In his short story ‘The Great Return’, which adapts several of the Revival phenomena, Arthur Machen makes use of the incidence of mysterious sounds. I imagine that he was aware of the SPR investigation, because it mentions several cases. Perhaps because there aren’t many ways to describe a sound, all the reports are quite brief.
Reports of incidents in Montgomeryshire -
“D.D., J.J. and R.J. during the service at the Parish Church, heard bells chiming on 29th January. The sound was over their heads. There were many by them, but they were the only ones that heard it.”
“E.B., on wednesday previous, heard about four o’clock what appeared to him to be a thunderclap, followed by a lovely singing in the air.”
“E.E., on Saturday evening, between seven and eight, while returning home from his work, heard some strange music, similar to the vibration caused by telegraph wires, only much louder, on an eminence, the hill being far from any trees and wires of any kind, and it was more or less a still evening.”
“J.P. heard some lovely singing on the road, about half a mile from his home, on Saturday evening three weeks ago, which frightened him very much.”
“A report from the Rev.J.M.E., Vicar of —-
A few days before Christmas, 1904, I was riding to see some parishioners. They lived about three miles up the hillside. as I was gradually ascended I fancied I heard voices singing. I took little notice for the moment, believing it was pure fancy. Gradually, the voices seemed to increase in volume, until at last they became quite overpowering. I was trying to imagine it could be nothing outside myself, as it were, but the wonderful harmony seemed to be borne on me entirely from the outside, and was as real to my senses as anything I have ever heard. I could distinguish the words distinctly. (Here follows four lines of a type of hymn in Welsh – the percipient had never heard it before).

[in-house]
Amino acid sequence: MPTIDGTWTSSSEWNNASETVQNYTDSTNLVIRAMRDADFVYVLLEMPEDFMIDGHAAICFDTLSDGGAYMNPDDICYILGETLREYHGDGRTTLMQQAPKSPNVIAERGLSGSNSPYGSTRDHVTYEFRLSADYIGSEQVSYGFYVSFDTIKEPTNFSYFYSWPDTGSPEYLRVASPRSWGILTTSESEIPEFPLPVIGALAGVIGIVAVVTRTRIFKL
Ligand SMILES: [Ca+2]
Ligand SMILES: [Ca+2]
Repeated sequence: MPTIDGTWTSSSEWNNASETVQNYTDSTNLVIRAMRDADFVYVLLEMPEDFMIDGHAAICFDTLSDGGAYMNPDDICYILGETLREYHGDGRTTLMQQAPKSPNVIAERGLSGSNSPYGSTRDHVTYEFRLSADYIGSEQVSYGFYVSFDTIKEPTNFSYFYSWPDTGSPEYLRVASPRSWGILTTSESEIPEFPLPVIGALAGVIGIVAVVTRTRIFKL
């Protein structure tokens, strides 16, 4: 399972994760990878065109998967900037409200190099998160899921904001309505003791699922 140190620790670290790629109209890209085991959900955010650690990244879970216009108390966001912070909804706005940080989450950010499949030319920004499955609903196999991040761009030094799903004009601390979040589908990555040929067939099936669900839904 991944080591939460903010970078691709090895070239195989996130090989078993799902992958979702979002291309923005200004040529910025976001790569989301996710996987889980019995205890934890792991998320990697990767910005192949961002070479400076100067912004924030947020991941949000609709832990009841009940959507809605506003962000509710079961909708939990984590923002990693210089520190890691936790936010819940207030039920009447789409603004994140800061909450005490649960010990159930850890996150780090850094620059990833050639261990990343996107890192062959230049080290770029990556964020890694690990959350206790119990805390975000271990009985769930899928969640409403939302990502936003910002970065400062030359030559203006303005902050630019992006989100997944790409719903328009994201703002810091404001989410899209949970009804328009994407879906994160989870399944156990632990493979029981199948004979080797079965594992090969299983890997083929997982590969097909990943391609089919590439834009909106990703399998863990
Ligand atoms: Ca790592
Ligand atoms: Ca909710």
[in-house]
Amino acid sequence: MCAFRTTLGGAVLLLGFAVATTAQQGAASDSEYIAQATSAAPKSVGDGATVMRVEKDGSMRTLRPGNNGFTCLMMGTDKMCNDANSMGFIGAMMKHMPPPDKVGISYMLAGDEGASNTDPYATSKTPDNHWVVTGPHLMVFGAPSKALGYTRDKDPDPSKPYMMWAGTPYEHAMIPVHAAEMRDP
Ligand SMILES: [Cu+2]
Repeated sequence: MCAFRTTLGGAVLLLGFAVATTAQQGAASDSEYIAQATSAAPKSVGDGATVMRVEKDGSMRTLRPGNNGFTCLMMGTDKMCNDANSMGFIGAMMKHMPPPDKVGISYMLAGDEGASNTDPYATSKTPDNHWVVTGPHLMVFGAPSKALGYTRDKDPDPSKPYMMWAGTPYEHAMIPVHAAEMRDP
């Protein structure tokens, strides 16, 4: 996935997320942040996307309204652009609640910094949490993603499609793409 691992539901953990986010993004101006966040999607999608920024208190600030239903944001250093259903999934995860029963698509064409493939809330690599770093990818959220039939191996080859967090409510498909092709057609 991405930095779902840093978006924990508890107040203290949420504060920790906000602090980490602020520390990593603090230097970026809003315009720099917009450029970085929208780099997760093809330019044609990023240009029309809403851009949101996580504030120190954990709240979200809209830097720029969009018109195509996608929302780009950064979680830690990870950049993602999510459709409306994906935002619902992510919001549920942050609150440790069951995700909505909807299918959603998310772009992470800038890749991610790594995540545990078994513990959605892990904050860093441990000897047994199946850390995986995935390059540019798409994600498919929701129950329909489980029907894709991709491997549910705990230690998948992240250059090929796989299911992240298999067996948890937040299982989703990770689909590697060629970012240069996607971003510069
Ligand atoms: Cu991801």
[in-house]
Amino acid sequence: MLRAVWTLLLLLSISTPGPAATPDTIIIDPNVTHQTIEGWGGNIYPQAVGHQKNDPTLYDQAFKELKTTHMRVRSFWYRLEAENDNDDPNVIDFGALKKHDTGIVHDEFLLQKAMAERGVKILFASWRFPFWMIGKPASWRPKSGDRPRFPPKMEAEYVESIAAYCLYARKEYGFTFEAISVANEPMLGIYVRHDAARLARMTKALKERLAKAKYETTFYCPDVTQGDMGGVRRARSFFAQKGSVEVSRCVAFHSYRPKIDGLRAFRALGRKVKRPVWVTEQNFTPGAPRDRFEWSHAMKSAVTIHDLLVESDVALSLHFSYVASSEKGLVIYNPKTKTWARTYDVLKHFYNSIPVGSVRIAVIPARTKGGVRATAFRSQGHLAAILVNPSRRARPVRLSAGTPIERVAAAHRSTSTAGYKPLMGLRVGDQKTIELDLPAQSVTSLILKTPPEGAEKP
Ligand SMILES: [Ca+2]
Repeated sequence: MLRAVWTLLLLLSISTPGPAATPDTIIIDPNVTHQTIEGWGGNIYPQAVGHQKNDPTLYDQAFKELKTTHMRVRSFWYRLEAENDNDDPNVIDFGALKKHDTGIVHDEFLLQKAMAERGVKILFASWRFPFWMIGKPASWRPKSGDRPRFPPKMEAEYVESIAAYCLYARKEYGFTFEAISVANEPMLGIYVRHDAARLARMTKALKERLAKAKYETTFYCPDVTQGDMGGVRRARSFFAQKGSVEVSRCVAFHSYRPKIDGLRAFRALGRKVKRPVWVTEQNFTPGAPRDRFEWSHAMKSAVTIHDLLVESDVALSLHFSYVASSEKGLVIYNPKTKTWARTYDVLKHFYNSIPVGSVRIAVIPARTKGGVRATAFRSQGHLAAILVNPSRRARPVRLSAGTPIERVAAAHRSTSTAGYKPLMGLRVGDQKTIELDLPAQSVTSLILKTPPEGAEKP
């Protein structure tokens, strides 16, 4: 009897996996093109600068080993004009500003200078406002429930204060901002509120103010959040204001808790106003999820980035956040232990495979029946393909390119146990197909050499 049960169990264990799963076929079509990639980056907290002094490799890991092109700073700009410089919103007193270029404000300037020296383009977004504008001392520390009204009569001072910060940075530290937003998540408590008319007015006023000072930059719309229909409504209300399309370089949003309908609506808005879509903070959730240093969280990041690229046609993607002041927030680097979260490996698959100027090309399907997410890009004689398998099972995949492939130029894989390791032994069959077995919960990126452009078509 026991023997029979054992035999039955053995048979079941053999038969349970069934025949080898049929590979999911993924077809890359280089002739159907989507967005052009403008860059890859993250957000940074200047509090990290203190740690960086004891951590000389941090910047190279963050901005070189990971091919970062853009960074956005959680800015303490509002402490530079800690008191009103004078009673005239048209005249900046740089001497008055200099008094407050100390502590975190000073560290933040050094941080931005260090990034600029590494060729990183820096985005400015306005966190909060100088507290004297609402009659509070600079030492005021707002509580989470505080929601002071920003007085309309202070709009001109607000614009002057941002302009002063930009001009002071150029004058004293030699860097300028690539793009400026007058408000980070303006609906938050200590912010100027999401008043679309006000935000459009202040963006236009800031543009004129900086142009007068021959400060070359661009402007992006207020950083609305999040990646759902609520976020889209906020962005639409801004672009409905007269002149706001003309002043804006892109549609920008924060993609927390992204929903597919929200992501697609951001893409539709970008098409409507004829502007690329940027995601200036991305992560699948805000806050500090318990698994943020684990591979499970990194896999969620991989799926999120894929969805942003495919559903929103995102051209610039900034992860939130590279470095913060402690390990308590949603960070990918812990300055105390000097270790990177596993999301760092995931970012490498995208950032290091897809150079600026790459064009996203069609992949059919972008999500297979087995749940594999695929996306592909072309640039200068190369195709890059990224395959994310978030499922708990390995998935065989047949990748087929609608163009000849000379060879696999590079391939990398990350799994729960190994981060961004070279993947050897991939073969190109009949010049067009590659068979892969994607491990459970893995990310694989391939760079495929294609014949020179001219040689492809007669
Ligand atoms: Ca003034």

The moment the refrain would come to an end it would be restarted, the volume becoming greater and greater. To me it was an exquisite sensation. When about arriving at my destination the voices suddenly ceased. I have had no trace of the recurrence of such a thing, and never had such an experience previously. I am not given to study or dwell upon any such manifestations.”
I must stress that the above oddments are only the product of one man’s postal enquiries, following up leads. It is likely that many other experiences occurred during the Revival, that some would have occurred anyway, and that some occurred because of the effects of faith, and the sense that it was permissible, even proper, to make such reports. It is not always so. As it is, this selection of accounts from the latter part of 1904 to mid-1905 covers most of the prominent motifs of mythology and folklore, with some hints of later UFO reports. It is a microcosm of claimed anomalous experience.
The Strange Case of the Cambrian News
The Barmouth Advertiser maintained an objective approach to Mary Jones throughout the Revival in North Wales. The latest mention I can find in the Advertiser is a brief report of her conducting a service in May 1905. The Aberystwyth-published Cambrian News, however, responded differently.
Up to 17.2.05 its weekly reports concerning Mrs Jones, as we have seen, were intelligent and intrigued. And the paper had previously given vigorous support to Evan Roberts in a vehement dispute with the Rev.Peter Price over criticisms of Roberts’ mystical and dramatic approach to his mission. Yet in the editorial content of the weekly issue dated 24.2.05, a distinct, incomprehensible change in attitude becomes apparent. The news report concerning Mary Jones is calm and informative -
“At Tre’rddol, several state that they saw the lights which are associated with Mrs Jones’ mission. Mrs Jones was followed by a number of journalists and photographers, and it is noteworthy that, unassuming a person as Mrs Jones is, she succumbed on Wednesday to be photographed for the first time since she has become so prominent. She is reported to have stated elsewhere that she was glad that none of the ‘snap-shotters’ had been able to photgraph the Lights . . Mrs Jones has evidently been the means of spreading the Revival to a great extent.”